Diabetes Self-Management Articles

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Your Diabetes Management Plan
Why It Pays to Have One

by Michael Weiss and Martha Funnell, MS, RN, CDE

Create a self-management plan and try it out
Once you have learned about diabetes and established your treatment goals, you are ready to work on creating a self-management plan or fine-tuning the one you are currently using.

As you carry out your plan, note what works and what doesn’t. You will probably need to make changes as you go along. One common barrier to carrying out a diabetes plan is trying to make too many lifestyle changes at once. If that seems to be the case for you, you may need to prioritize the items in your plan or scale back in some areas. For example, if your original plan was to exercise every day and you haven’t exercised once since then, try revising your goal to exercising twice a week or to whatever you feel confident you’ll actually do. In fact, every time you set a goal, ask yourself how confident you feel about achieving it. If your answer is “not very confident,” revise your plan until you’ve come up with an action you’re sure you will do. Breaking large goals into smaller steps often makes them more manageable.

It’s also common to try to make a particular lifestyle change because your health-care provider or family is encouraging you to do so. If your heart isn’t in it, however, you are unlikely to do it. But that doesn’t mean that all is lost. Rather than trying to ignore the parts of your plan that aren’t working, examine them more carefully to see if you can figure out why they aren’t working. Maybe you need to focus on another area of your diabetes right now or talk with your health-care team about an alternative approach.

Make sure your concerns get addressed at your doctor appointments by making a list of questions or topics you’d like to discuss before each appointment. This includes dealing with the emotional side of diabetes as well as the physical side. If something has happened in your life that has affected how you care for your diabetes, let your health-care provider know. Be sure to tell your doctor at the start of the visit that you have some things to discuss. Remember that your health-care providers are there to help you create a plan that will work for you, not to judge you on your ability to carry out a particular plan.

Seek out support
Once you have diabetes, you have it for life, which means that you need to care for it every single day. There may be times when you feel burned out by the demands diabetes puts on you. When this happens, it’s good to have people to turn to for support. For many people, family members and close friends are the people they turn to first. The people close to you may be able to offer emotional support, if that’s what you need most, or practical help with carrying out diabetes tasks. It makes it easier for both you and them if you are able to tell them exactly what you would like in the way of help. Maybe you need someone to listen without judging or offering advice, or maybe you want a friend or family member to perform a specific activity, such as accompanying you to a doctor appointment. The clearer you can be about your needs, the more likely you are to have them met.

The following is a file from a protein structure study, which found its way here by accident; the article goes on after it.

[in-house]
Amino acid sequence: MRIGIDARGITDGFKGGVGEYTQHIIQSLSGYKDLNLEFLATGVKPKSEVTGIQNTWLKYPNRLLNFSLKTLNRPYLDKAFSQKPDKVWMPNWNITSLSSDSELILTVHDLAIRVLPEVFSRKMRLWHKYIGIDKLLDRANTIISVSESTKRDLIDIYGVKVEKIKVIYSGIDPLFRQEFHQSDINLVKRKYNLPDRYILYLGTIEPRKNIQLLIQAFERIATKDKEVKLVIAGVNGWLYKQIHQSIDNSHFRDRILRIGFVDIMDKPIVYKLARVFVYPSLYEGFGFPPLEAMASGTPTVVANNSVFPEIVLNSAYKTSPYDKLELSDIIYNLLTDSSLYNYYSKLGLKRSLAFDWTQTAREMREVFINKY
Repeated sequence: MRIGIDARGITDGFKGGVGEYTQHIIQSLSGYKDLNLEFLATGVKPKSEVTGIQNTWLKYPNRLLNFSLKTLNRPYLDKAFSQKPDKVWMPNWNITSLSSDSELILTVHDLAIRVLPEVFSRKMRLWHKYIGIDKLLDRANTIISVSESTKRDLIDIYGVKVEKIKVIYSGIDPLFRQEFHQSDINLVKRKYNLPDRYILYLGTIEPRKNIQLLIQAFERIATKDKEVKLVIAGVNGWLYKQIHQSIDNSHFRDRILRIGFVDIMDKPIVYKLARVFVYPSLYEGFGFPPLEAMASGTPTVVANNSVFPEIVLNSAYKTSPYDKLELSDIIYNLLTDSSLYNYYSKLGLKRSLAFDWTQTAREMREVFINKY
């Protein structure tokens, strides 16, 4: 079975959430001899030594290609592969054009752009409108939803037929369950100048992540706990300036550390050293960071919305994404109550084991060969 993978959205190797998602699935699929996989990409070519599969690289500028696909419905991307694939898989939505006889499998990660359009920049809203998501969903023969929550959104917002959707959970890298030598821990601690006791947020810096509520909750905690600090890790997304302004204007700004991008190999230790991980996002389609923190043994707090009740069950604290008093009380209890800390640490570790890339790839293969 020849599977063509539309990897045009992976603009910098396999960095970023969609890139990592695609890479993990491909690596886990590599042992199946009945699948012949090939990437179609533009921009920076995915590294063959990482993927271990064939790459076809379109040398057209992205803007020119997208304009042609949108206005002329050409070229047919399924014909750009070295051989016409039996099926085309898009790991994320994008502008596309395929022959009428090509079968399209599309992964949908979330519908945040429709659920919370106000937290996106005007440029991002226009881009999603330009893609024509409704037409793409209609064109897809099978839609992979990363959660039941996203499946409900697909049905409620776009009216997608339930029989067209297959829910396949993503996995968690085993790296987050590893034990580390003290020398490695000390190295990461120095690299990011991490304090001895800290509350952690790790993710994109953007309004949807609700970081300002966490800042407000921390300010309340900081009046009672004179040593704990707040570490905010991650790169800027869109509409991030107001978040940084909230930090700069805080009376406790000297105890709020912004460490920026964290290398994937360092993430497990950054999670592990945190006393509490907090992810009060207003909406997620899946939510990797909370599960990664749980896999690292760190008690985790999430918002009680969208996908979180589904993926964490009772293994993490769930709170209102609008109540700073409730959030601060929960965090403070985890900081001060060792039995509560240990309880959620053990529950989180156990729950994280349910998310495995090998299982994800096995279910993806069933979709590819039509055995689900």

Your health-care providers can also be a source of support. They, too, may be available to just listen, or they may be able to refer you to resources you weren’t aware of. It can also be helpful to talk to other people who are living with diabetes, either in a support group or online, through a message board or chat room devoted to diabetes.

While you never want to forget your ultimate goals, whatever they may be, it often feels less overwhelming to focus on the choices and steps you will make today. Some days will be better than others, and you will probably feel disappointed and discouraged from time to time. Celebrate your successes and learn from the things that do not work as well. Don’t forget to give yourself a pat on the back, too, every now and then. You’ve taken on a responsibility that you never wanted and that most people don’t have to deal with. Give yourself credit for learning as much as you have about diabetes and for all of the efforts you make every day to stay in good health.

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Statements and opinions expressed on this Web site are those of the authors and not necessarily those of the publishers or advertisers. The information provided on this Web site should not be construed as medical instruction. Consult appropriate health-care professionals before taking action based on this information.

 

 

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